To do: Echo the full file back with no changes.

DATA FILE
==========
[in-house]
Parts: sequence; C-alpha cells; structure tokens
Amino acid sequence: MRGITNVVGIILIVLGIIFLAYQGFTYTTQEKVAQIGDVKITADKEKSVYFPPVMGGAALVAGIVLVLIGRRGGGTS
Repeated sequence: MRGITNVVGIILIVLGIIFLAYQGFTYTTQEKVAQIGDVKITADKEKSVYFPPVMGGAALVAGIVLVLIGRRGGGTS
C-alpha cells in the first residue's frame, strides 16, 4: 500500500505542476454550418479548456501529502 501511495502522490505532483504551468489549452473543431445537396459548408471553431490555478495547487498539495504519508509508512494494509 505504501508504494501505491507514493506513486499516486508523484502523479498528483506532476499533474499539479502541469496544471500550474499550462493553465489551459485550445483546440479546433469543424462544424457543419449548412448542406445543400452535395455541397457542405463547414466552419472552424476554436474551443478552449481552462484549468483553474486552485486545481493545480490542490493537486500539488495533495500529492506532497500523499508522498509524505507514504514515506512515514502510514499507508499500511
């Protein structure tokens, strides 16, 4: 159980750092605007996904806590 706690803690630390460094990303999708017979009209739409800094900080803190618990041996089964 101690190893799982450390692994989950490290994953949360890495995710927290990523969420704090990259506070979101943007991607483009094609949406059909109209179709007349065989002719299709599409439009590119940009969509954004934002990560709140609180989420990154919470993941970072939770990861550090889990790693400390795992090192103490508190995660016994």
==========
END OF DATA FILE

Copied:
[in-house]
Parts: sequence; C-alpha cells; structure tokens
Amino acid sequence: MRGITNVVGIILIVLGIIFLAYQGFTYTTQEKVAQIGDVKITADKEKSVYFPPVMGGAALVAGIVLVLIGRRGGGTS
Repeated sequence: MRGITNVVGIILIVLGIIFLAYQGFTYTTQEKVAQIGDVKITADKEKSVYFPPVMGGAALVAGIVLVLIGRRGGGTS
C-alpha cells in the first residue's frame, strides 16, 4: 500500500505542476454550418479548456501529502 501511495502522490505532483504551468489549452473543431445537396459548408471553431490555478495547487498539495504519508509508512494494509 505504501508504494501505491507514493506513486499516486508523484502523479498528483506532476499533474499539479502541469496544471500550474499550462493553465489551459485550445483546440479546433469543424462544424457543419449548412448542406445543400452535395455541397457542405463547414466552419472552424476554436474551443478552449481552462484549468483553474486552485486545481493545480490542490493537486500539488495533495500529492506532497500523499508522498509524505507514504514515506512515514502510514499507508499500511
């Protein structure tokens, strides 16, 4: 159980750092605007996904806590 706690803690630390460094990303999708017979009209739409800094900080803190618990041996089964 101690190893799982450390692994989950490290994953949360890495995710927290990523969420704090990259506070979101943007991607483009094609949406059909109209179709007349065989002719299709599409439009590119940009969509954004934002990560709140609180989420990154919470993941970072939770990861550090889990790693400390795992090192103490508190995660016994």